ER Docs Wake Up to Speech Recognition

ER Docs Wake Up to Speech Recognition The word is clearly spreading. A recent CRM Buyer Magazine article reports positive results for two US hospitals that have adopted speech recognition technology for their respective ER Departments. The news echoes the 2006 HIMSS survey, in which 65% of chief information officers had announced plans to equip their staff with speech recognition technology by 2008.

Abbott Northwestern Hospital, Minneapolis
Speech Recognition has been around for the past two years in the hospital’s ER department.

I’m able to complete my charts and consult other physicians about patients in real time. In the past, you might not see dictated notes for six to 12 hours, but now it’s instantly accessible by the entire team,” comments Christopher Obetz, M.D., emergency medicine physician.

The technology is not without its problems though. As you’re dictating, you have to keep one eye on the computer and make sure its transcribing correctly. Compared to the traditional method, a lot of the burden falls on the user for accurate transcription.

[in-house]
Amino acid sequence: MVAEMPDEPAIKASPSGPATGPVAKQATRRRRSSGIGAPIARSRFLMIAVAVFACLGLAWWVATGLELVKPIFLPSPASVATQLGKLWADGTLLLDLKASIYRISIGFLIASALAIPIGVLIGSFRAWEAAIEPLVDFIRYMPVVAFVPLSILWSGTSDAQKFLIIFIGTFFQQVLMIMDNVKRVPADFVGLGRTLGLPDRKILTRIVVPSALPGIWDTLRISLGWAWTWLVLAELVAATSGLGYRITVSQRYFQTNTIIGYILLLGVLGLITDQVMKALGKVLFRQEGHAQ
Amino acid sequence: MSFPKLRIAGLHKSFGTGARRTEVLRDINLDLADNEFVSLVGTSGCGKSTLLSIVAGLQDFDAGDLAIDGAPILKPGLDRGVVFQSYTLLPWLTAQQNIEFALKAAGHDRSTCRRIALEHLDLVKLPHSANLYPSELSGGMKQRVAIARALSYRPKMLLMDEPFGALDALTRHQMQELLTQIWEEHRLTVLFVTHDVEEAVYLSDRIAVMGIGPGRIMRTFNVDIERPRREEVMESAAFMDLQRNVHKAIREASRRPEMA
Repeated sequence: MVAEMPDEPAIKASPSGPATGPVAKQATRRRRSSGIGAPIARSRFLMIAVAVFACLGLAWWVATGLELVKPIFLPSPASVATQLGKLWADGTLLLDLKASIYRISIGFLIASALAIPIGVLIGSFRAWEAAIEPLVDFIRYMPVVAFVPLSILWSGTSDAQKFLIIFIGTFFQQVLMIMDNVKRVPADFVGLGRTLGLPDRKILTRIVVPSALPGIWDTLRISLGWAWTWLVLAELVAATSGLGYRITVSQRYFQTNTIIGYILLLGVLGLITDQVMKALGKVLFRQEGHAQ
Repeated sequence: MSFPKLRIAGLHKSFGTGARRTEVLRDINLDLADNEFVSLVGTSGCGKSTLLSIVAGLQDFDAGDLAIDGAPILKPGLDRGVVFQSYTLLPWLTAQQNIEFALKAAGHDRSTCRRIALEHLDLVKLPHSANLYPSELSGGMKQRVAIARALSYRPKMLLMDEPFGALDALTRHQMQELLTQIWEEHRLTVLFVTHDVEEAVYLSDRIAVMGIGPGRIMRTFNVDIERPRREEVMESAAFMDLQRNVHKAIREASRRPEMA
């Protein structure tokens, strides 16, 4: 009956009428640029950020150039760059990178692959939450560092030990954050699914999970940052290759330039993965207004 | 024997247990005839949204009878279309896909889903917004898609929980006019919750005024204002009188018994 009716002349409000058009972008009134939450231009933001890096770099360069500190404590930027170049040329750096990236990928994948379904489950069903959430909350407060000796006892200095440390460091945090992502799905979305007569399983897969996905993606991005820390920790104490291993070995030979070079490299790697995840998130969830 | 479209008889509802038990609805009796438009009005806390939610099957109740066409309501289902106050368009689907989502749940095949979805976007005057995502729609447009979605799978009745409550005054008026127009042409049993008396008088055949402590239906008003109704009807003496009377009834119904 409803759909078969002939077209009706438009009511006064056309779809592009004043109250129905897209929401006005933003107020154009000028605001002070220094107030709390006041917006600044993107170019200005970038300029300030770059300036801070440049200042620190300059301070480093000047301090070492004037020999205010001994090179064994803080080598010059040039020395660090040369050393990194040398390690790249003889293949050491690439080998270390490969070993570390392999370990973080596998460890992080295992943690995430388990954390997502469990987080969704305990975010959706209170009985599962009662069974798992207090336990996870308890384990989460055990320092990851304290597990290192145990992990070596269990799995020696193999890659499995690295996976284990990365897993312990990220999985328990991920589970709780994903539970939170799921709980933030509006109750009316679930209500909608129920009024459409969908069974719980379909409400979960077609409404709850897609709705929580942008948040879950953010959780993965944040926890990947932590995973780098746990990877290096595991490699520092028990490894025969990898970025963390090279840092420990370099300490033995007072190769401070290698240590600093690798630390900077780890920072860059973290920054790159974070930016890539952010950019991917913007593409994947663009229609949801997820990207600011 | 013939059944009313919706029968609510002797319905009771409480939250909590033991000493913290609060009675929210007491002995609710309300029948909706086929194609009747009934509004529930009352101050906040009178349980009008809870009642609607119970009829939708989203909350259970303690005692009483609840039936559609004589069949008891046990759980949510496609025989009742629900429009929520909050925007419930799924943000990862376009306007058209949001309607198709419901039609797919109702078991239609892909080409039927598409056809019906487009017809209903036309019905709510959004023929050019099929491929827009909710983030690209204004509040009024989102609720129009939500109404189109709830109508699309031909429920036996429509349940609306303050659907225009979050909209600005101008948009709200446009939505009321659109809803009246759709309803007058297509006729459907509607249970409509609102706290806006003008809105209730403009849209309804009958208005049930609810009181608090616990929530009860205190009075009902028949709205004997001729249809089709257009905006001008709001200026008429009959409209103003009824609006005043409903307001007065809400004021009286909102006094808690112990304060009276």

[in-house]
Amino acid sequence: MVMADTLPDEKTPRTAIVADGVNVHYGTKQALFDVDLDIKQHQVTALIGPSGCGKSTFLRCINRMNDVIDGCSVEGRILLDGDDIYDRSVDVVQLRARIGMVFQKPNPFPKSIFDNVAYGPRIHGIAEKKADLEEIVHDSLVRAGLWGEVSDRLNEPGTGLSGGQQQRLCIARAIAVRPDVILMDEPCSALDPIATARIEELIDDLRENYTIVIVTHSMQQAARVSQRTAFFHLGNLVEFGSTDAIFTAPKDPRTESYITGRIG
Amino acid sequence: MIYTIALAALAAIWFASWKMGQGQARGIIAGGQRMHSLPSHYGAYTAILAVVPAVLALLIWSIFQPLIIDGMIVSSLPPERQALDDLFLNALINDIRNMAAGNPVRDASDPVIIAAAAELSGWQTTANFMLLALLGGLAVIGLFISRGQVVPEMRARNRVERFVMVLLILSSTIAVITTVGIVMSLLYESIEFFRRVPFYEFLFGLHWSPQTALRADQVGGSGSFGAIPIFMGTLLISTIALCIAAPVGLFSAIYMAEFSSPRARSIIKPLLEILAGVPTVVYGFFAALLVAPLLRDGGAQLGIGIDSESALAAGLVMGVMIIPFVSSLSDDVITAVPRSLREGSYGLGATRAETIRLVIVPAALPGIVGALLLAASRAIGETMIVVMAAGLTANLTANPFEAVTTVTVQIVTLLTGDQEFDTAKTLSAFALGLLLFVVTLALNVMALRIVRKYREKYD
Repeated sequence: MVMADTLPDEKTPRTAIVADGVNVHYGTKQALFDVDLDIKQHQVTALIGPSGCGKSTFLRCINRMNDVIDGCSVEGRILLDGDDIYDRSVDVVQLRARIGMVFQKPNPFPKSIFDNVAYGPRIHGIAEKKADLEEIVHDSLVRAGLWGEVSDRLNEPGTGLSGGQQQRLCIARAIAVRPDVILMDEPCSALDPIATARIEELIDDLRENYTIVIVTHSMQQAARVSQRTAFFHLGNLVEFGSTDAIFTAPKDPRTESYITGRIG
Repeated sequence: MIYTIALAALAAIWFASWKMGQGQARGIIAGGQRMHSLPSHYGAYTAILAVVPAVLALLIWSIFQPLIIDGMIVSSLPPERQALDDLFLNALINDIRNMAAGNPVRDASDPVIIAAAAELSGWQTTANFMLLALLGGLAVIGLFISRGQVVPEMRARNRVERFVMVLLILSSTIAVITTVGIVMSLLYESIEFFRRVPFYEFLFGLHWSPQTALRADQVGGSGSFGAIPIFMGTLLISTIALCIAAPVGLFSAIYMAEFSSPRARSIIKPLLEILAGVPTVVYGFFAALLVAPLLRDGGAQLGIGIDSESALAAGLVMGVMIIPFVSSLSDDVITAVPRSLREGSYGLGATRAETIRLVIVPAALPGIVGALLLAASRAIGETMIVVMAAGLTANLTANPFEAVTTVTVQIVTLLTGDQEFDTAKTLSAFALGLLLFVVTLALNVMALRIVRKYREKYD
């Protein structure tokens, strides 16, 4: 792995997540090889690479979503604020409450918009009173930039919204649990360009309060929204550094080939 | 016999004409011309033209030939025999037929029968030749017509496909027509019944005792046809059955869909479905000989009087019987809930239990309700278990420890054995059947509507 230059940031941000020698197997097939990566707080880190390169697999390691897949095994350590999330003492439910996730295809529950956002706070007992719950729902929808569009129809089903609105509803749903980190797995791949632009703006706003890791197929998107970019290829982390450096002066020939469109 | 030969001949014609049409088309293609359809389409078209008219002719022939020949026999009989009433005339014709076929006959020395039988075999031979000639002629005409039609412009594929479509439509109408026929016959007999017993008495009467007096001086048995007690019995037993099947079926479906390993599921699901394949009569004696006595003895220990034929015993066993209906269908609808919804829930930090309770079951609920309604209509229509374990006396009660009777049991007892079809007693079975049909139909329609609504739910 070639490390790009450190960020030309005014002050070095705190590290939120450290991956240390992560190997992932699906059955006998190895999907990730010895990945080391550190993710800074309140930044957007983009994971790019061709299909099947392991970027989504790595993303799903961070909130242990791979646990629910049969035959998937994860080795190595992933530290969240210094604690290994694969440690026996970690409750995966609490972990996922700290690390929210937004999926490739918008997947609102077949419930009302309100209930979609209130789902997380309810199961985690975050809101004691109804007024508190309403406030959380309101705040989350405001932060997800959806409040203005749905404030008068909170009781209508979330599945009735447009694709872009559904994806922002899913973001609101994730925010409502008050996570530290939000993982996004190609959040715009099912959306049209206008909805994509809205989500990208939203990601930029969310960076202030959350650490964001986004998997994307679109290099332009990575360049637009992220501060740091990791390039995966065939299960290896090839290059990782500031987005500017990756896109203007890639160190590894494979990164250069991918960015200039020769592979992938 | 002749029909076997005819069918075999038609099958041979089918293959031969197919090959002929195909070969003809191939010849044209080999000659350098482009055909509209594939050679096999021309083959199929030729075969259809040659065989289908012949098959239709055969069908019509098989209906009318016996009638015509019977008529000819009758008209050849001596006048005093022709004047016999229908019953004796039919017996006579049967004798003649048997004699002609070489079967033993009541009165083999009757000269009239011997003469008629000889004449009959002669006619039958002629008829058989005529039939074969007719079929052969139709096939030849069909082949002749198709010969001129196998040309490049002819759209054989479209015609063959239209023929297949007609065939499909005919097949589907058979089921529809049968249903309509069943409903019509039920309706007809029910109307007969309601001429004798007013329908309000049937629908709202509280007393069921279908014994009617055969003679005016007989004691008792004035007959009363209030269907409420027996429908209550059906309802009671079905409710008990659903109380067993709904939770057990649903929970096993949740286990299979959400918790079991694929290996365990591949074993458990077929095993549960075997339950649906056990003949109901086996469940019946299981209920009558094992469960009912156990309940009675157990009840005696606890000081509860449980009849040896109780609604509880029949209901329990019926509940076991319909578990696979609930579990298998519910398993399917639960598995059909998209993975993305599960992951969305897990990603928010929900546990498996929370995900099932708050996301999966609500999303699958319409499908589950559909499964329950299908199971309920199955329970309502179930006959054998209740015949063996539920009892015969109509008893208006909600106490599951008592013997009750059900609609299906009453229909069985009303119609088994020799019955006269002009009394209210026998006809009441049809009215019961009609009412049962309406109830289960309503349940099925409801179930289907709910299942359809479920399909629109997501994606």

Ironically, while the software does very well with complicated medical language, it often struggles with shorter words or phrases such as “I am” or “she is.”

Massachusetts General Hospital, Boston
After a successful trial in the ER and a larger pilot in 2005-2006, speech recognition is now used by approximately 175 providers in 30 departments throughout the hospital.

For the most part, the software is easy to integrate with relatively short set-up and training times,” says Deborah Adair, director of health information services.

Harry Rhodes, director of practice leadership for AHIMA, commented the above news:

It’s being touted as a natural add-on to the electronic medical record, since doctors are used to recording their notes. The software can also prompt users to include information they may have forgotten, creating a more complete record. Resistance to change is also a hurdle. It’s a big transition, but not an insurmountable one, given that the technology can improve quality of care.

See also: wireless speech recognition in the ER- case study

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